Yet it is important that schools are clear about their values and maintain an optimistic sense that, despite news headlines, we can still work for a better world for our young people and that with kindness, inclusion, resilience and clear aspirations, we can help them create a future that is brighter than the past. 

We don’t know what that future holds but we do know it’s imperative to equip our students with essential components for life: Firstly, deeper learning skills extending beyond rote memorisation to encompass critical thinking, problem-solving, and creativity; skills that prepare minds for the evolving demands of tomorrow. Secondly, the cultivation of "essential people skills," especially kindness, collaboration, resilience, self-control, leadership and adaptability; attributes vital for navigating the complexities of the human experience. Lastly, proficiency in digital literacy, a prerequisite for success in a world increasingly intertwined with technology. Knowing how to harness the digital world, and understanding the responsibilities and risks that come with it. 

A modern curriculum must integrate these elements to prepare youth for the challenges and opportunities of the decades ahead. While education has become increasingly structured around the technological world, we must not lose sight of the fundamental importance of a human and humane education. This conference serves as a platform to explore how we can safeguard and promote the humanity of young people in a world that can too easily dehumanise us all.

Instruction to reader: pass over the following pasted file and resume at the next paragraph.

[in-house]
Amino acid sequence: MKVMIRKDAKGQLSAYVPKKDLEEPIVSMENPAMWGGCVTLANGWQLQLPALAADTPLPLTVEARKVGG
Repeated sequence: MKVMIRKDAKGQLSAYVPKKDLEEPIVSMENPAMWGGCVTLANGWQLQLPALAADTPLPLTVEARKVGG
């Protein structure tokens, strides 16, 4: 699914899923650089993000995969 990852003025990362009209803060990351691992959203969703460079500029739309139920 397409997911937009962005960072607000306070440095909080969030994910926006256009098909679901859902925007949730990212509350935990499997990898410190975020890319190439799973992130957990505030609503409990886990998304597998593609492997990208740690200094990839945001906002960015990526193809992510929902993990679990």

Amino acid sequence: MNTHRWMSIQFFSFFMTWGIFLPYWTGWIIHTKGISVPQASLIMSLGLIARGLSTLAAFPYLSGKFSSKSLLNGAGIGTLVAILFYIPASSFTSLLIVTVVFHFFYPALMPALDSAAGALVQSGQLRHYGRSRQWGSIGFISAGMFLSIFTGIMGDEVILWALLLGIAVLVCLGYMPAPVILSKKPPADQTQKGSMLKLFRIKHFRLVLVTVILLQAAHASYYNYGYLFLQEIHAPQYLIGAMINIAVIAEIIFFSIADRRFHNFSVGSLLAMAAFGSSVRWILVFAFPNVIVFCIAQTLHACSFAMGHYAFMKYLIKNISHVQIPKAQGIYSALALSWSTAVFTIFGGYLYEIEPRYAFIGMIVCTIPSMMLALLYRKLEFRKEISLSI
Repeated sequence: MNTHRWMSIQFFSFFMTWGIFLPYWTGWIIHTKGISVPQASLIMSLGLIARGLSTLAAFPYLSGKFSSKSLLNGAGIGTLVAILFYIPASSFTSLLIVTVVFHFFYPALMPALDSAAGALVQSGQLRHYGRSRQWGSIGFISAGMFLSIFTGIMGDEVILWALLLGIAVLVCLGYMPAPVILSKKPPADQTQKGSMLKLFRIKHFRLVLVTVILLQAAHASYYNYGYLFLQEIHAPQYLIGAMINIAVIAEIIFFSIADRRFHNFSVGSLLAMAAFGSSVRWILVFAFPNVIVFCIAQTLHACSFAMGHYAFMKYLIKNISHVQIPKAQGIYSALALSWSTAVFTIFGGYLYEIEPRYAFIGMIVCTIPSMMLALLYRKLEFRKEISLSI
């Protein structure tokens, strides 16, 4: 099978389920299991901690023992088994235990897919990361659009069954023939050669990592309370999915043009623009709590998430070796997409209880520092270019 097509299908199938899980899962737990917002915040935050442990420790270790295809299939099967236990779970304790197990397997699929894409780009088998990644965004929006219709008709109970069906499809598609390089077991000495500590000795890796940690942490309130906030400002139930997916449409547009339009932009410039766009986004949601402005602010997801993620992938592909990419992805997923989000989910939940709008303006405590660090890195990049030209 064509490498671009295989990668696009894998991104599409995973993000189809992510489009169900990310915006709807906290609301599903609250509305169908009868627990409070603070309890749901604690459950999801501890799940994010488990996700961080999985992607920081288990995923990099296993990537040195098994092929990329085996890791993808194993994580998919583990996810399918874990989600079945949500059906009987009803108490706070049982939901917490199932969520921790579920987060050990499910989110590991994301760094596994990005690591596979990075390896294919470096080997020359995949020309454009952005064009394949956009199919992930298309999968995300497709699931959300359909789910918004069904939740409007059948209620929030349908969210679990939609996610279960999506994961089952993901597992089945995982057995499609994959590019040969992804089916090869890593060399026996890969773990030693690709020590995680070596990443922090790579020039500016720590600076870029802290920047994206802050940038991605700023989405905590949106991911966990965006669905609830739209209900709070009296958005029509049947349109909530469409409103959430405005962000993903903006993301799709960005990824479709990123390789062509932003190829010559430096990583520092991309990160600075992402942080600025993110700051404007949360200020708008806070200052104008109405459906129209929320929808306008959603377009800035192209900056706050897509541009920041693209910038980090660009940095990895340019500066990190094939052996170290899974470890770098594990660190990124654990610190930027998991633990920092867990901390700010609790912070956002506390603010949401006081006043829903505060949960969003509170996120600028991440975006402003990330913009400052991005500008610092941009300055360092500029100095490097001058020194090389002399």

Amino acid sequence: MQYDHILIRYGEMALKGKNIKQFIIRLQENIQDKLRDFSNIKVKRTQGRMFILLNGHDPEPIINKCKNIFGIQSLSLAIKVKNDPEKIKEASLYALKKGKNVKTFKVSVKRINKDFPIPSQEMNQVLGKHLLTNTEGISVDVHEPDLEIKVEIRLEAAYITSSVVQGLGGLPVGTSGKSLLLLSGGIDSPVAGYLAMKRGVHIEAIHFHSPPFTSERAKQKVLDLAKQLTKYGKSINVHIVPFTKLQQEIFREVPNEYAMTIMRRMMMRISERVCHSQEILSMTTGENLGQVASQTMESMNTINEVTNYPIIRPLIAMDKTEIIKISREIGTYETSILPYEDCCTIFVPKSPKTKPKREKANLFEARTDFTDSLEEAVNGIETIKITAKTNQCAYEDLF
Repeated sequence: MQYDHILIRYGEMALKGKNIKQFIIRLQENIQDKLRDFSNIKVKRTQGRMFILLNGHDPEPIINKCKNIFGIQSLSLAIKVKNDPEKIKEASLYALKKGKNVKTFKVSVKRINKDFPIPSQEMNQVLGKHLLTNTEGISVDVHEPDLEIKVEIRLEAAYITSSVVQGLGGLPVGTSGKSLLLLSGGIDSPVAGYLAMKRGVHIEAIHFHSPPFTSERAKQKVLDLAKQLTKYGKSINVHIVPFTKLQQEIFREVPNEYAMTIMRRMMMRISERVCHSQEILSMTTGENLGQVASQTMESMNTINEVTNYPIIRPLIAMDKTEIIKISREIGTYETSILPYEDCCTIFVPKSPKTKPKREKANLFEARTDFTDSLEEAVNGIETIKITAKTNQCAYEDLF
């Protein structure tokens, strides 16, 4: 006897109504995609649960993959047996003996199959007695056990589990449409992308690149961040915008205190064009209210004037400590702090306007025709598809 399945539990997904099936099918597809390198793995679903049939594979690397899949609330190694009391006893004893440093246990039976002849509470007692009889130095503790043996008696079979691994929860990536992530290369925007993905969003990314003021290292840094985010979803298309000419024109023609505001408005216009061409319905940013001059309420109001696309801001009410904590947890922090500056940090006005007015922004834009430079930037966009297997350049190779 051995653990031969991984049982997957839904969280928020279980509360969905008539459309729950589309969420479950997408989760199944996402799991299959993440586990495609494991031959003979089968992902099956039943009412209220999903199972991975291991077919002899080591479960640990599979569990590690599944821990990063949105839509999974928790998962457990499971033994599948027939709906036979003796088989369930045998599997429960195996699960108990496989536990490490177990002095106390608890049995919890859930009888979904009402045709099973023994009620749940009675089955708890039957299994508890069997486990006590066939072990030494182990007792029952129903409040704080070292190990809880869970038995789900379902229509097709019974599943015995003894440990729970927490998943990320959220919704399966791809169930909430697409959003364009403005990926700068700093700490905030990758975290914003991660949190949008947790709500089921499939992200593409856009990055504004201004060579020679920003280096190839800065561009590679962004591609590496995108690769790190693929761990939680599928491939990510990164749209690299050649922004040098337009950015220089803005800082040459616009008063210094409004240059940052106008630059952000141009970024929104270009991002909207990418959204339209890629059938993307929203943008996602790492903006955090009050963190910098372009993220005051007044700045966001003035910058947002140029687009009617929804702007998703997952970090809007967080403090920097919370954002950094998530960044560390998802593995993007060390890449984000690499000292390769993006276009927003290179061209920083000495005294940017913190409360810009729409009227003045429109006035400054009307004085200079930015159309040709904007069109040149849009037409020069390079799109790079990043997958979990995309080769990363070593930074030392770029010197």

This week our Senior School has celebrated Reading Week, and a great success I believe it has been too. Possibly there were those amongst our students or staff who were sufficiently inspired to pick up a book by either George Orwell or Aldous Huxley.  

Both were British authors of the 20th century and just two examples of big names in English literature who understood that anxiety for the future runs deep in the human psyche.  

Some of you will be familiar with Orwell’s dystopian vision of the future in his famous novel, 1984, where people labour under the ever-watchful and malevolent eye of “Big Brother”; where censorship ensures that information is tightly controlled and manipulated and the populace is kept in a permanent state of ignorant subservience.  Current concerns expressed by some about state power or the influence of the major tech companies, or the rise of CCTV, echo these anxieties.